Re: [vnrg] Status of the VNRG: Dormant or dead?

Lou Berger <lberger@labn.net> Wed, 06 July 2011 16:49 UTC

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Date: Wed, 06 Jul 2011 12:49:29 -0400
From: Lou Berger <lberger@labn.net>
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Subject: Re: [vnrg] Status of the VNRG: Dormant or dead?
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Joe,
	I really like & agree with much of what you say, particularly WRT
openflow, forces, and VPNs.

I think some potentially interesting topics for discussion would be:
- the differences (in requirements) between a VN and an overlay network
  (VPNs are just one type of overlay network after all),
- the requirements for the control interface at the VN/overlay-provider
boundary.

Lou

On 7/6/2011 11:51 AM, Joe Touch wrote:
> Hi, all,
> 
> (speaking as an individual participant)
> 
> On 7/6/2011 2:44 AM, Roland Bless wrote:
> ...
>>> We had the last meeting at the Beijing IETF meeting and also some lively discussion afterwards.
>>>
>>> One of the areas of discussion was (amongst many others):
>>> - openflow vs. forces
>>> - how forces would fit in virtual networks
>>
>> I see both technologies mainly focused on control plane / data plane
>> separation.
> 
> I agree, and don't see either as particularly relevant to VNs. They're 
> implementation issues, AFAICT. The more relevant technology to me is 
> router virtualization.
> 
>>> - do we need tunnel headers for virtual networks on the wire or not?
>>
>> That depends on the substrate technology, some allow to embed a "VNet
>> Tag" to identify different virtual links, e.g., VLAN-Tags in Ethernet
>> headers.
> 
> Again, this is an implementation issue. I would expect some sort of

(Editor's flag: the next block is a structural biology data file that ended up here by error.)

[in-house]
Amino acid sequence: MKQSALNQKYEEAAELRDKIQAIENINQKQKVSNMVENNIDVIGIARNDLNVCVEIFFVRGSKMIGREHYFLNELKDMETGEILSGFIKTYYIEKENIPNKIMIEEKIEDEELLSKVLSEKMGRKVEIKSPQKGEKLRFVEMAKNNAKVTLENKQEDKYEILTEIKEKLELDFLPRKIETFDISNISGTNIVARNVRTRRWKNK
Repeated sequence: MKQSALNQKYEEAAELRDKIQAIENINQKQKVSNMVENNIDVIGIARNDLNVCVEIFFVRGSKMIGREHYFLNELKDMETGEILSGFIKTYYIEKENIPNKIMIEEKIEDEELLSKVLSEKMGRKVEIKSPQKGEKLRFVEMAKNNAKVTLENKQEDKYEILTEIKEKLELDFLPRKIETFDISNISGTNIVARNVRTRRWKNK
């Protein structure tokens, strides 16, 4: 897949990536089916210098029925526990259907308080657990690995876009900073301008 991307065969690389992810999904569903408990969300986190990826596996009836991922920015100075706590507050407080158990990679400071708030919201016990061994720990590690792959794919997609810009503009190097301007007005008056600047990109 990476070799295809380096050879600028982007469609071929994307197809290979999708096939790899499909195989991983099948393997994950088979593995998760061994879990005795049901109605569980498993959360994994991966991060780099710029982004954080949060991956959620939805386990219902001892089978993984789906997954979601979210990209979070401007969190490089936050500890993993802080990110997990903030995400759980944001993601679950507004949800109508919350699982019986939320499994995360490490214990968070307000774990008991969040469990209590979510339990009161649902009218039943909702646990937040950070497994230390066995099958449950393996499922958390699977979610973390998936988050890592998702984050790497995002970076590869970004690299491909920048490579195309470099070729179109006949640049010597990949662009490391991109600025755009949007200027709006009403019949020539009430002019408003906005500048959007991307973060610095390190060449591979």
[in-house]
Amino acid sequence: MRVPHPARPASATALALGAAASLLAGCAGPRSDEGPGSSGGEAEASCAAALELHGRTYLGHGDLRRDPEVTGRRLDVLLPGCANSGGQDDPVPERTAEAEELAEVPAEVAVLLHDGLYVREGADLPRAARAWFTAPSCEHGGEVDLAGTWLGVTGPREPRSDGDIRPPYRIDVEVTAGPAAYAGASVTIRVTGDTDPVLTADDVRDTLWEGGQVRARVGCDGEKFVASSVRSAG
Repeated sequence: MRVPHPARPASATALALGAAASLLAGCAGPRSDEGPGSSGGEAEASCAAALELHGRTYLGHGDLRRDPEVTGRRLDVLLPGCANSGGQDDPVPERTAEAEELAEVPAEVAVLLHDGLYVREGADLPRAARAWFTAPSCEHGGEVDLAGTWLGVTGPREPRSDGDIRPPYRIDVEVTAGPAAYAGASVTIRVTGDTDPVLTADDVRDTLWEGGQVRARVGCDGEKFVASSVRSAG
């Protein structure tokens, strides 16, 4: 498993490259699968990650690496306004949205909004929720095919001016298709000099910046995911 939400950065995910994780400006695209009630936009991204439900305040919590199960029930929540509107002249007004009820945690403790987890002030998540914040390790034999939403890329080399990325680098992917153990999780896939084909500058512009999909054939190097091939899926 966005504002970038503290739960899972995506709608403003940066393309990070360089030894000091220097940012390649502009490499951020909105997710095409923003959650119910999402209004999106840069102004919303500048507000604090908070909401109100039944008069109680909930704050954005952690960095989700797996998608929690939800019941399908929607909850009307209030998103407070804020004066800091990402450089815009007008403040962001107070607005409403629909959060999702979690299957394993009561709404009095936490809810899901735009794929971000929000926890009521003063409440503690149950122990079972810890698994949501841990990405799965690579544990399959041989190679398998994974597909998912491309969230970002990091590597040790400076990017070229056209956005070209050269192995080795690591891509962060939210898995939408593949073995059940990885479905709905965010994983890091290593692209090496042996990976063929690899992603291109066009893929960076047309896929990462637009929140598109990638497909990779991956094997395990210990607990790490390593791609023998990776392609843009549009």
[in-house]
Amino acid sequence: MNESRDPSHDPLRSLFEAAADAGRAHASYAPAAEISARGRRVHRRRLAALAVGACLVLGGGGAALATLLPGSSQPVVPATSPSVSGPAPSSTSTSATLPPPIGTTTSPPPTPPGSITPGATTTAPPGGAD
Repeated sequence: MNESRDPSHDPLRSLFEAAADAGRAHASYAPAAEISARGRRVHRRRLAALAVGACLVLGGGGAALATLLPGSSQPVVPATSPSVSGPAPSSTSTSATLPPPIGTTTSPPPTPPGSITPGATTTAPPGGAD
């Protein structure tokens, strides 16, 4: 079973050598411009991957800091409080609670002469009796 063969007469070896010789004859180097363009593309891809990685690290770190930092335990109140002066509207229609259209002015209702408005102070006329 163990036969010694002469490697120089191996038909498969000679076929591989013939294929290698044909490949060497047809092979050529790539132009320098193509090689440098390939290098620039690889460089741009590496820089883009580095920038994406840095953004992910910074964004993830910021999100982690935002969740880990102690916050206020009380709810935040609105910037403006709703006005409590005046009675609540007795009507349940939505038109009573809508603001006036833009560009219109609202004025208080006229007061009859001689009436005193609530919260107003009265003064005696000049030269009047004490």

> indicator of VN, which can be buried inside an existing header or can 
> require an additional header.
> 
>>> - definition of acid tests
>>
>> Not only definition of acid tests, but also definition of
>> terms. For instance, how differ traditional VPNs from Virtual
>> Networks in the context of network virtualization? IMHO current
>> VPN solutions concentrate mainly on virtual links, advanced concepts
>> consider virtual nodes as active elements.
> 
> IMO, a VPN extends an existing network to add a new node, or ties two 
> existing networks together, i.e., it's a way to add a single private 
> link to a new node.
> 
> Further, VPN nodes are always a member of exactly one VPN.
> 
> A PPVPN is a network provided by another party (the provider) so that 
> users can join it via basically conventional VPN methods.
> 
> I don't think of VPNs as addressing either link or router multi-use, either.
> 
> None of this is true of VNs, IMO - a VN is a complete E2E network, can 
> coexist with many other VNs (even to the same endpoint nodes), etc.
> 
>  > How do OpenFlow concepts fit
>> into the classification?
> 
> IMO, Openflow is a tool; it does not define a network architecture. It 
> can be useful in moving some network issues elsewhere (e.g., allowing a 
> non-VPN capable node to join a VPN, or helping to implement router 
> virtualization outside a router that doesn't support it). I don't see 
> Openflow as anything other than one of many tools here - and one I've 
> never needed to develop VNs (if others do, I'd be glad to hear why).
> 
>>> What do you see is important for the RG right now or what is missing?
>>
>> See above, but maybe we should also consider questions such as
>> what interfaces and protocols are needed for creating inter-provider
>> virtual networks.
> 
> That seems to presume we know what an intra-provider VN is, and I'm not 
> sure we're all on a single page there... ;-)
> 
> Joe
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> 
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